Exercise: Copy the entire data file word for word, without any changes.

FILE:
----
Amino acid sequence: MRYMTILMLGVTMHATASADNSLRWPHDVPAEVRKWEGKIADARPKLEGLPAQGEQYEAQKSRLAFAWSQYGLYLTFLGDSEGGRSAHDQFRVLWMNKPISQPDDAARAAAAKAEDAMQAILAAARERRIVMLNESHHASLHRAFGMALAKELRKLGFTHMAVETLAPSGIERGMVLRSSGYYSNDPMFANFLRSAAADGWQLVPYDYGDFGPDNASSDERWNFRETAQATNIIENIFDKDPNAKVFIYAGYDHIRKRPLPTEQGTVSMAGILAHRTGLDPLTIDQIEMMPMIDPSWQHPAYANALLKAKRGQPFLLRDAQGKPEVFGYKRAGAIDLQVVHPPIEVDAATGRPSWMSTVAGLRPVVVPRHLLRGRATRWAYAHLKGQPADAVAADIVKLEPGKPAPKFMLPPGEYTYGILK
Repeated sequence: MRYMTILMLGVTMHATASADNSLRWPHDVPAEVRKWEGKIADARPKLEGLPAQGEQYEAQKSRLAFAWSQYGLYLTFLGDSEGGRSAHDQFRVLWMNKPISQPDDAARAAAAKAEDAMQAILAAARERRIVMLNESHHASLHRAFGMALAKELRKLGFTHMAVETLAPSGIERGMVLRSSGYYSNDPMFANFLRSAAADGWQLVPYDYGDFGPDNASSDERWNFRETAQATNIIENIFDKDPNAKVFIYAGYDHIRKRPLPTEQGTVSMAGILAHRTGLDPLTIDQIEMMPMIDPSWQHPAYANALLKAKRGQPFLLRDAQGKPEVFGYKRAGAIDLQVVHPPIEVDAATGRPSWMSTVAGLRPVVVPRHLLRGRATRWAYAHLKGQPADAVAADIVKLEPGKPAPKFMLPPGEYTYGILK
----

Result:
Amino acid sequence: MRYMTILMLGVTMHATASADNSLRWPHDVPAEVRKWEGKIADARPKLEGLPAQGEQYEAQKSRLAFAWSQYGLYLTFLGDSEGGRSAHDQFRVLWMNKPISQPDDAARAAAAKAEDAMQAILAAARERRIVMLNESHHASLHRAFGMALAKELRKLGFTHMAVETLAPSGIERGMVLRSSGYYSNDPMFANFLRSAAADGWQLVPYDYGDFGPDNASSDERWNFRETAQATNIIENIFDKDPNAKVFIYAGYDHIRKRPLPTEQGTVSMAGILAHRTGLDPLTIDQIEMMPMIDPSWQHPAYANALLKAKRGQPFLLRDAQGKPEVFGYKRAGAIDLQVVHPPIEVDAATGRPSWMSTVAGLRPVVVPRHLLRGRATRWAYAHLKGQPADAVAADIVKLEPGKPAPKFMLPPGEYTYGILK
Repeated sequence: MRYMTILMLGVTMHATASADNSLRWPHDVPAEVRKWEGKIADARPKLEGLPAQGEQYEAQKSRLAFAWSQYGLYLTFLGDSEGGRSAHDQFRVLWMNKPISQPDDAARAAAAKAEDAMQAILAAARERRIVMLNESHHASLHRAFGMALAKELRKLGFTHMAVETLAPSGIERGMVLRSSGYYSNDPMFANFLRSAAADGWQLVPYDYGDFGPDNASSDERWNFRETAQATNIIENIFDKDPNAKVFIYAGYDHIRKRPLPTEQGTVSMAGILAHRTGLDPLTIDQIEMMPMIDPSWQHPAYANALLKAKRGQPFLLRDAQGKPEVFGYKRAGAIDLQVVHPPIEVDAATGRPSWMSTVAGLRPVVVPRHLLRGRATRWAYAHLKGQPADAVAADIVKLEPGKPAPKFMLPPGEYTYGILK